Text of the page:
Phylogenies

The empirical paleoenvironmental data discussed above have provided an improved understanding of the response of the vegetation in the Amazon Basin to known global climate change. New phylogenetic studies question some long-held assumptions about the nature and pace of Amazonian speciation and offer some critical insights into when speciation occurred.

Examples of biological insights arising from phylogenies come from a variety of organisms. Heliconius butterflies (Brown, 1987), frogs, and primates (Vanzolini, 1970) were all advanced as exemplars of refugial evolution, and each group has been revisited using modern molecular cladistic techniques.

Heliconius butterflies provide an excellent example of how reliance on modern biogeographic patterns can result in false assumptions about past evolution. H. erato and H. melpomene are co-mimetics, whose close co-evolution has been taken to indicate a similar biogeographic history (Brown, 1987), but a genetic analysis reveals that their patterns of divergence are markedly different (Flanagan et al. 2004). Subpopulations of H. erato show little geographic structure in rapidly evolving alleles, telling us that there is a relatively ancient divergence among a species with fairly high rates of gene flow. H. erato is the model, and the initial mimic, H. melpomene, has discrete sub-populations consistent with a history of local population isolation and expansion. These data—rather than suggesting environmental change as a cause of phenotypic variation—demonstrate the power of positive feedback in Mullerian mimicry when an abundant model (H. erato) is already present (Flanagan et al,. 2004).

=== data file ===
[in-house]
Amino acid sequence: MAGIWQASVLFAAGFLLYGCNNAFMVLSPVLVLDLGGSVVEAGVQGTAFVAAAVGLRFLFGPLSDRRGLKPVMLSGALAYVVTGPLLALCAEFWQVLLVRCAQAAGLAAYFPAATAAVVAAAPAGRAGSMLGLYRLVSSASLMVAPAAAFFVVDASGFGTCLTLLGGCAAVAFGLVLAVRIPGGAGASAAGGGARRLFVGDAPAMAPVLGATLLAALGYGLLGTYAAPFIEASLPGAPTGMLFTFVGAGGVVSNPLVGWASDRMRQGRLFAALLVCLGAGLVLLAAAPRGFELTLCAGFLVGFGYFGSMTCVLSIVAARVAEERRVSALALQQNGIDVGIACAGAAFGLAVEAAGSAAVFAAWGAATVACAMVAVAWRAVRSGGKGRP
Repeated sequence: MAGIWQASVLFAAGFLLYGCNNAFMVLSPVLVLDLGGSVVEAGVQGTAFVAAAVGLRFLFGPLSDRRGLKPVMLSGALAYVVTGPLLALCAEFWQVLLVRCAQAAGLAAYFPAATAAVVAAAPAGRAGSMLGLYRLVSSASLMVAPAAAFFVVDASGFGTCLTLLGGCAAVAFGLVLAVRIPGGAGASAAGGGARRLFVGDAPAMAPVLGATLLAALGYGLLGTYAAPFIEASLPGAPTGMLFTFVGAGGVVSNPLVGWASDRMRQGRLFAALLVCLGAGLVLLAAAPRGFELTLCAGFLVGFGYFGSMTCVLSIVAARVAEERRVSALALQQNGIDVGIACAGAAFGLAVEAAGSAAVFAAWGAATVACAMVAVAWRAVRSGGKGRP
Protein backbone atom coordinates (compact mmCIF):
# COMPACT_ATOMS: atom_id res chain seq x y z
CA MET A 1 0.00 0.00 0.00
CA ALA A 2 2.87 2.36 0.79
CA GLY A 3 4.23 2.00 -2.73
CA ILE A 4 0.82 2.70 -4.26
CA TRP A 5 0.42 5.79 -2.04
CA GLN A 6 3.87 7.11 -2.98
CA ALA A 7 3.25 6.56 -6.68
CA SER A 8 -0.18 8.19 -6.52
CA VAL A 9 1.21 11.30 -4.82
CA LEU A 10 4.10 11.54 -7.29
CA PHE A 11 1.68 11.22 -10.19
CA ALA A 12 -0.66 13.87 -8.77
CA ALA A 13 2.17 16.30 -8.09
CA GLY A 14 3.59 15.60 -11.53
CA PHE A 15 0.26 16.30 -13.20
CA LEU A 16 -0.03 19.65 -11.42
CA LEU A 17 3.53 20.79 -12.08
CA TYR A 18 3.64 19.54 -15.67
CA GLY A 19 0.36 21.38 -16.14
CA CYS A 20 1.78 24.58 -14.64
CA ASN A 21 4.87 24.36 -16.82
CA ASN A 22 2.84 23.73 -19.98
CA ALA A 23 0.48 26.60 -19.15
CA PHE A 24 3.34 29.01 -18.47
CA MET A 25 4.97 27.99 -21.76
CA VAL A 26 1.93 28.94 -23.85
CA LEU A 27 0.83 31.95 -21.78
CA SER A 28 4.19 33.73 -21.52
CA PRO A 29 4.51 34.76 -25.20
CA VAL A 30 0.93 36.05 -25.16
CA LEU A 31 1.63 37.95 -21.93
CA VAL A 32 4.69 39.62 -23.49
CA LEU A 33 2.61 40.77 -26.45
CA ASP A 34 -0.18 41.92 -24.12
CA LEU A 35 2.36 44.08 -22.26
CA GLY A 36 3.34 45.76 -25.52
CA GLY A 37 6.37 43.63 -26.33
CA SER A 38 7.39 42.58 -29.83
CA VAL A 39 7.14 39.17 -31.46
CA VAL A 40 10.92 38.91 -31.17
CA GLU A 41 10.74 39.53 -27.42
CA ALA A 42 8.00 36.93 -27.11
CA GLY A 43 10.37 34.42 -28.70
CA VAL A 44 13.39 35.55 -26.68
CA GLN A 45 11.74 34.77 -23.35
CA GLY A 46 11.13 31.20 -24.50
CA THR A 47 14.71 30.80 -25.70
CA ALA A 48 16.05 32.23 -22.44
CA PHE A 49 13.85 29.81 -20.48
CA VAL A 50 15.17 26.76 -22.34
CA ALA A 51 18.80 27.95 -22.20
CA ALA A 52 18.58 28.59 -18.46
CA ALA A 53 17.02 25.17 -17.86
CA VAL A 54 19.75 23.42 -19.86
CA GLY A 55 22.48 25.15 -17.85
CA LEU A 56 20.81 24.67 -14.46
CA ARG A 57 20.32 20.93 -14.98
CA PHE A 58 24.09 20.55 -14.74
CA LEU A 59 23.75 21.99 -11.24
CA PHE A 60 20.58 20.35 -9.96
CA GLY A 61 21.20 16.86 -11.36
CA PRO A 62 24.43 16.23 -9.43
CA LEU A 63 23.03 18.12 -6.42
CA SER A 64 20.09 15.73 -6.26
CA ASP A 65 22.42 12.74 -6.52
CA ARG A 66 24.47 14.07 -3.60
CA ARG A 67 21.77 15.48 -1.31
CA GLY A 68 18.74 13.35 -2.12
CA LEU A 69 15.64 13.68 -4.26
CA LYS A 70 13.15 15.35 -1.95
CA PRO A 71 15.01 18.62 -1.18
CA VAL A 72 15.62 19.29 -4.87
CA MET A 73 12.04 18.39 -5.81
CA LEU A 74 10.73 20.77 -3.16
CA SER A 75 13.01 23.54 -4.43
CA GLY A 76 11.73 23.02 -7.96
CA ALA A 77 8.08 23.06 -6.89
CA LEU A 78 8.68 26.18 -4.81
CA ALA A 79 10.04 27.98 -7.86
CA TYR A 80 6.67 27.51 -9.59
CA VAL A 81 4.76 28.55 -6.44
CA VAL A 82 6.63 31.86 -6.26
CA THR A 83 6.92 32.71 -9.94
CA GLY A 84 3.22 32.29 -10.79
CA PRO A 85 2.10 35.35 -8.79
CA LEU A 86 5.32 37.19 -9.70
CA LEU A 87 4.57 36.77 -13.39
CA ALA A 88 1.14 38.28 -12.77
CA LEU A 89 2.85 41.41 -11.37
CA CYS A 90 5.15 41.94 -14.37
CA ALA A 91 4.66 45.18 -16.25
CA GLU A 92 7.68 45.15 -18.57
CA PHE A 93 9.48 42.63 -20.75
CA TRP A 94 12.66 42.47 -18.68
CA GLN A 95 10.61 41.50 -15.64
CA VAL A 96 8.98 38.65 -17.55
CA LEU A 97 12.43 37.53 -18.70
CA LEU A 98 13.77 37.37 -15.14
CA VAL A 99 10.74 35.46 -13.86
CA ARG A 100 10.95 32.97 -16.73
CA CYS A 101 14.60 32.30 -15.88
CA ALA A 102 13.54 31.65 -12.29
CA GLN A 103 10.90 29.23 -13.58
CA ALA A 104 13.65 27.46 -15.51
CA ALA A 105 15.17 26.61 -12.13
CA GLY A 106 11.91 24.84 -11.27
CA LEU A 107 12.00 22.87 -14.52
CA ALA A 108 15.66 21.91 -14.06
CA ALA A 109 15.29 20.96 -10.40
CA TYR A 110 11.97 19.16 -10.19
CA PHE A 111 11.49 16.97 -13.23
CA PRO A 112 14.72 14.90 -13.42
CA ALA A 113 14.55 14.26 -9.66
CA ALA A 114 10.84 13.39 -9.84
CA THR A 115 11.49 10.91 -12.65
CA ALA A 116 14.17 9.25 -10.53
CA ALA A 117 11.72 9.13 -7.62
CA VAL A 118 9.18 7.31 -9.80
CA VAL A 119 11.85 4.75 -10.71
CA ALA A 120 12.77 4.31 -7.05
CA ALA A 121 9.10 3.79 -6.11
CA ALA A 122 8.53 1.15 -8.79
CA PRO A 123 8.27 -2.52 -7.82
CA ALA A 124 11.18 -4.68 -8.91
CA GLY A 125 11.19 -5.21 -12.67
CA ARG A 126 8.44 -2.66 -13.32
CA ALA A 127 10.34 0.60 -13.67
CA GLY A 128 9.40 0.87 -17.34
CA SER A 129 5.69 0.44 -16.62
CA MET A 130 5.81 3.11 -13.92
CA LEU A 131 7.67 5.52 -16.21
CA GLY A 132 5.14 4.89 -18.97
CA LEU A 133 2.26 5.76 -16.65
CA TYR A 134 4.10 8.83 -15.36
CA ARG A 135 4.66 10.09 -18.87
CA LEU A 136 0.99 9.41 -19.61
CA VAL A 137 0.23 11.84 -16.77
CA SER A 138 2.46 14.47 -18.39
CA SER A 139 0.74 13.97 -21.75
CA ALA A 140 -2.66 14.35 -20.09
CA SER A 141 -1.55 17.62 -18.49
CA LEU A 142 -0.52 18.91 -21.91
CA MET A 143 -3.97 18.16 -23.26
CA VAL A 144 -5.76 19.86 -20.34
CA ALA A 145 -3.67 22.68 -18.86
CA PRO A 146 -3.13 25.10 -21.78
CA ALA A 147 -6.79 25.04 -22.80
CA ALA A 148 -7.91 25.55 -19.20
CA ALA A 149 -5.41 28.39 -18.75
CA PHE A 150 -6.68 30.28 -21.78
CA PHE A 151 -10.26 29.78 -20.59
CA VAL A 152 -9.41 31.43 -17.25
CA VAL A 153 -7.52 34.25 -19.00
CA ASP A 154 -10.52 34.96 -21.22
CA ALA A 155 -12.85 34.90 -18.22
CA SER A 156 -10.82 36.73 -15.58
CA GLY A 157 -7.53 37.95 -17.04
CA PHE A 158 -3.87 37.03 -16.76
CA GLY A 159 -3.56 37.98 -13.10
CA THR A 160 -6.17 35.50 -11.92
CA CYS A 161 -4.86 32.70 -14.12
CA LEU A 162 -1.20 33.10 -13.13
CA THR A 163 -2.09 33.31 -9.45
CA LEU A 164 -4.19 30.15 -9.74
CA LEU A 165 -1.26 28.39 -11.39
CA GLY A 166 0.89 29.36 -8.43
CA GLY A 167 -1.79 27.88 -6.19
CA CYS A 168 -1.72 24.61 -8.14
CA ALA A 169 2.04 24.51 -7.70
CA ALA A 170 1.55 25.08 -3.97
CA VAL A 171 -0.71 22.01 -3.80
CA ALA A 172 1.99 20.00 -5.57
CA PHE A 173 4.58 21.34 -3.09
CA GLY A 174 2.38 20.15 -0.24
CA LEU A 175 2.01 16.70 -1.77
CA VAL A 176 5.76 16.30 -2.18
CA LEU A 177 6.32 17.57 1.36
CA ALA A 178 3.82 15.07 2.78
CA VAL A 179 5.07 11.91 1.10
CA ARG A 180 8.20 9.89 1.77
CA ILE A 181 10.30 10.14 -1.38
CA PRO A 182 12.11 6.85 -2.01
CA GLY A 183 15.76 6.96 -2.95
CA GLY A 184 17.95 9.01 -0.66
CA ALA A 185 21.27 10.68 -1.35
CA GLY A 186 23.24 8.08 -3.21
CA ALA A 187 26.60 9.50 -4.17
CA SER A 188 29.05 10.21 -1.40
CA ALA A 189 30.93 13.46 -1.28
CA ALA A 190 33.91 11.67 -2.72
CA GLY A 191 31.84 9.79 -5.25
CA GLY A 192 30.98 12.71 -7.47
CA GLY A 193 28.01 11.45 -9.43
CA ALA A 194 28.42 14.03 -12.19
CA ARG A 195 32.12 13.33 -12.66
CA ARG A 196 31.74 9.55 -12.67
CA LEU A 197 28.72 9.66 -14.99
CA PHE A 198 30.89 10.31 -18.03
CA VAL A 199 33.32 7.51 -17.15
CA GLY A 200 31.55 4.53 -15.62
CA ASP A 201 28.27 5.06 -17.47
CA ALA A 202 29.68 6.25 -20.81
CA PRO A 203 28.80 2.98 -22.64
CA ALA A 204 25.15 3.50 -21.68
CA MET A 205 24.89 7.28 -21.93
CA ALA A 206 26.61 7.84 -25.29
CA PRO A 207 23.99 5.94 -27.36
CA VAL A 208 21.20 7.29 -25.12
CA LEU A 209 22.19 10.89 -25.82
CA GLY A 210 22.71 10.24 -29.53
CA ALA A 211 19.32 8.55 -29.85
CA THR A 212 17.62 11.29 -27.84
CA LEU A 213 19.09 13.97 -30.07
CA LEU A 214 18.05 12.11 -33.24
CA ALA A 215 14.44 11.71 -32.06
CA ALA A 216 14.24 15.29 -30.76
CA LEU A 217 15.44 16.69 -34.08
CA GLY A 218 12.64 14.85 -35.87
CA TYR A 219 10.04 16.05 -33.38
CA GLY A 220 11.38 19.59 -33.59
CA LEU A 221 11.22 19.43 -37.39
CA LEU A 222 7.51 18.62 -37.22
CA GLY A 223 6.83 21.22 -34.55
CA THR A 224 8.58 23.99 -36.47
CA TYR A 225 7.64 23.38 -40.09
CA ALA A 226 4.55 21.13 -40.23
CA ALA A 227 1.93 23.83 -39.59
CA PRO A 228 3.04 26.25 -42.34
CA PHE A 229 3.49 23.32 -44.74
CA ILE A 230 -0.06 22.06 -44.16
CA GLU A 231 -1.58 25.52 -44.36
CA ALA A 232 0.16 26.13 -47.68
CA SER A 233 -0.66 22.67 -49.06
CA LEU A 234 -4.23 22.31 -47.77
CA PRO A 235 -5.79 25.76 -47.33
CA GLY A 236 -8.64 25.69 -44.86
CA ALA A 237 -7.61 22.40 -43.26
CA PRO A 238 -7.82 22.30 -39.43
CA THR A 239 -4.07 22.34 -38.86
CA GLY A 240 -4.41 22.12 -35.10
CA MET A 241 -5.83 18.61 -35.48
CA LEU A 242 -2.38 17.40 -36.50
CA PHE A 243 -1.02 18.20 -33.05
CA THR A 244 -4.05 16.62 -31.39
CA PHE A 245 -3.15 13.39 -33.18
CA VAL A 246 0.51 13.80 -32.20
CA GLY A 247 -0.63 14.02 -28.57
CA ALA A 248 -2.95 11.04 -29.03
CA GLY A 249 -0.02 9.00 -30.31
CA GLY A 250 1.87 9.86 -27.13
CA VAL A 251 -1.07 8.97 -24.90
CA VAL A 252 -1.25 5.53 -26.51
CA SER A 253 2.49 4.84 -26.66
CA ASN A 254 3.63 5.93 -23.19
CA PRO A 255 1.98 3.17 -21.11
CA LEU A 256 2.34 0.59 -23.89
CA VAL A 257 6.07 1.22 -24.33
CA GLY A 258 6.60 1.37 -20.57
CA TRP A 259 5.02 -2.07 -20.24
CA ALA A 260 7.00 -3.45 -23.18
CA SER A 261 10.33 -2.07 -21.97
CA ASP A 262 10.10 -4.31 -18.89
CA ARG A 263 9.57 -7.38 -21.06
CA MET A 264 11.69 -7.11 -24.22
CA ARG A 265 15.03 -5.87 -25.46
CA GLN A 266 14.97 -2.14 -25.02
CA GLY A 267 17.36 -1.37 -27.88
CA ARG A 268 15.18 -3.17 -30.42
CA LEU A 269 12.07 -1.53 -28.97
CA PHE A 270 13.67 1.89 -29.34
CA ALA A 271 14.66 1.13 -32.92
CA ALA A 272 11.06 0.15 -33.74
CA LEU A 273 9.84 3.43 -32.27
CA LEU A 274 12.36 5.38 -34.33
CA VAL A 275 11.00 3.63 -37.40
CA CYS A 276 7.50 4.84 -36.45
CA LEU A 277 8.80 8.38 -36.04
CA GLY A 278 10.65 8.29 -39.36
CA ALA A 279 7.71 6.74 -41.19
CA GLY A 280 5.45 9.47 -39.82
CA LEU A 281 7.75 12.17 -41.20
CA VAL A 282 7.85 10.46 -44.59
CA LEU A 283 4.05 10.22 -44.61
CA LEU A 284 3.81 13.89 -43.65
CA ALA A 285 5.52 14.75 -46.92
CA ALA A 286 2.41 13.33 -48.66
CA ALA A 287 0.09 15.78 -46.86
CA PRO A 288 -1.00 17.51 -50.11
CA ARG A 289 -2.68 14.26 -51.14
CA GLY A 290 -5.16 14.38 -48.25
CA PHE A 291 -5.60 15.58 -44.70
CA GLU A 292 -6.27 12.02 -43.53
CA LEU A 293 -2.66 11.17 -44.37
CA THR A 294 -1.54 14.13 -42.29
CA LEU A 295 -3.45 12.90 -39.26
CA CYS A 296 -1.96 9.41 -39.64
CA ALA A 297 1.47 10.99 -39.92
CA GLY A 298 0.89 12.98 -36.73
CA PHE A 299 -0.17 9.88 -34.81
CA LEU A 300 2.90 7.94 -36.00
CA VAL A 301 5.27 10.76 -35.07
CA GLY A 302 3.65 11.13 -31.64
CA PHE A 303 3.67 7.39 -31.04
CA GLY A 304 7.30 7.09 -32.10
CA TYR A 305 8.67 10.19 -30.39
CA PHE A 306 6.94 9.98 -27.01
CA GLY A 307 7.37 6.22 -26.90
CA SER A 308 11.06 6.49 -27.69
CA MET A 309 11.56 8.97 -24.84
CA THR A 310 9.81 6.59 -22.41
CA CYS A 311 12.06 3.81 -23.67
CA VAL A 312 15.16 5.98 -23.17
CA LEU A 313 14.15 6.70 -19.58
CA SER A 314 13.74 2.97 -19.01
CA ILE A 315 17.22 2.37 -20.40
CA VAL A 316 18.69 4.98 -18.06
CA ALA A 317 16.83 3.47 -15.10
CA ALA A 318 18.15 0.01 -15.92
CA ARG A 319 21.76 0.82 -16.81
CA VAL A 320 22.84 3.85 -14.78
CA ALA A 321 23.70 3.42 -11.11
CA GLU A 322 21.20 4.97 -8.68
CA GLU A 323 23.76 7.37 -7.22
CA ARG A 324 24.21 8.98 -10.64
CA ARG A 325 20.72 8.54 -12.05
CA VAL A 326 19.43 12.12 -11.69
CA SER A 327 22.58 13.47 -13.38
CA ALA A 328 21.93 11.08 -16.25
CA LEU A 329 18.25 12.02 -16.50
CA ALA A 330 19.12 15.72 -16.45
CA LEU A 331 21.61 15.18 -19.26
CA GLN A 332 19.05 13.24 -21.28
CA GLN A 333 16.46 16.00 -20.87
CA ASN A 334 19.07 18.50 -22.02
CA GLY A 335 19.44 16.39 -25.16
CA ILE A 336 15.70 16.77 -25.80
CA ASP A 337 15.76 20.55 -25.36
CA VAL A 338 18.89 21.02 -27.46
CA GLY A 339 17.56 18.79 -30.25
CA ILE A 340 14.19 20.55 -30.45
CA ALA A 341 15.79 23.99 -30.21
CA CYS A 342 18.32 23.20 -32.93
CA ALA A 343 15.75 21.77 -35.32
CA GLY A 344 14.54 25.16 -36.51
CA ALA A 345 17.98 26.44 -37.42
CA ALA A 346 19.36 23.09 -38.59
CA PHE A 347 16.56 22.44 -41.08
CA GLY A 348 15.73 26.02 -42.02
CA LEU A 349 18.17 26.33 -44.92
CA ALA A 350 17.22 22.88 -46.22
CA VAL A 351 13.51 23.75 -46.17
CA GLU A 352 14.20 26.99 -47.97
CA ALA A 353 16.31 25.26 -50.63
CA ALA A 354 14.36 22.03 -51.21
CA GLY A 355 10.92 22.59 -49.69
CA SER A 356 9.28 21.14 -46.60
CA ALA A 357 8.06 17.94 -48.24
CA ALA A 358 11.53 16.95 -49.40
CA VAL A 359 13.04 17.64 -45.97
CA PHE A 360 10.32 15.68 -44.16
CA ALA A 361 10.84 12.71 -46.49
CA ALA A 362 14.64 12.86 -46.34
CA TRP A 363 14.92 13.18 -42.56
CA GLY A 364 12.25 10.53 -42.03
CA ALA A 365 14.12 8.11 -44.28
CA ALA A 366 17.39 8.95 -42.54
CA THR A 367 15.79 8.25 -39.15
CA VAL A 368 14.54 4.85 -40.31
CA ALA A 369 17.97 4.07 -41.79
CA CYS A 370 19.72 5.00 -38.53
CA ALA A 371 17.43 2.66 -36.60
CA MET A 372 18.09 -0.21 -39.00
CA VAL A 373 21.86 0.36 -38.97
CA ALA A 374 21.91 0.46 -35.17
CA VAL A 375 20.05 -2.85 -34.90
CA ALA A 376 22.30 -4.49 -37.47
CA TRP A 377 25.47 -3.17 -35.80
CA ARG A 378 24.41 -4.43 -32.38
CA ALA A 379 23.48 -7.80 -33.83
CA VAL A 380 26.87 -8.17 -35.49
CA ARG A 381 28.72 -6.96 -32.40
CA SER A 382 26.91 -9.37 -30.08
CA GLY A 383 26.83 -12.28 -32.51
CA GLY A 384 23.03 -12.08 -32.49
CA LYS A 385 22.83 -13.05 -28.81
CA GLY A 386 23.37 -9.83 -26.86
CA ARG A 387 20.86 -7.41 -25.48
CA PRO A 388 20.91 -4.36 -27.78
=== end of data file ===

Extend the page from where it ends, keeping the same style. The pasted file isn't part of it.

Studies of the molecular clock suggest that speciation of birds and Ateles (spider monkeys) was more rapid in the Miocene or Pliocene than the Pleistocene, and that many of the species purported to reflect allopatry in an arid Amazon were already formed prior to the Quaternary (Zink and Slowinski, 1995; Collins and Dubach, 2000; Moritz et al., 2000; Zink et al., 2004). The important messages to emerge from these studies are that different environmental factors serve as barriers to different lifeforms, that common biogeographic patterns do not imply similar evolutionary demographies, that speciation is—and has been—a continuous feature of these systems, and lastly that the scale and ecological complexity of Amazonia can serve to induce species to specialize and perhaps even speciate without a vicariant event.

Simple assumptions about the compositions of Amazonian clades were also challenged by an analysis of small mammals that found an overlap of species— and genetic similarity—between specimens from the central Brazilian dry forests and those from adjacent rainforests (Costa, 2003). In some clades, samples collected from the dry forest were more similar to those from rainforests than other rainforest samples. This study highlighted the integrated, polyphyletic history of clades and that no simple model of vicariance is likely to explain their biogeography.

Phylogenetics has played an important role in demonstrating the temporal pattern of speciation and the development of biogeographic regions within Amazonia. Reviews by Moritz et al. (2000) and Hall and Harvey (2002) reveal that the geographic divergences contain broadly similar themes between groups. Within the Amazon basin, many clades show a basal split that separates northern and western clades

Figure 3.5. Summary phylogenies for a variety of Amazonian animal taxa (after Hall and Harvey, 2002) compared with their biogeographic relationship. The overall combined phylo-geny is reproduced on the map. Levels of the phylogeny are reflected in the weight and dash patterns of lines on both the tree and the map: B = Belem; G = Guiana; Im = Imeri; In = Inambari; N = Napo; P = Para; R = Rondonia.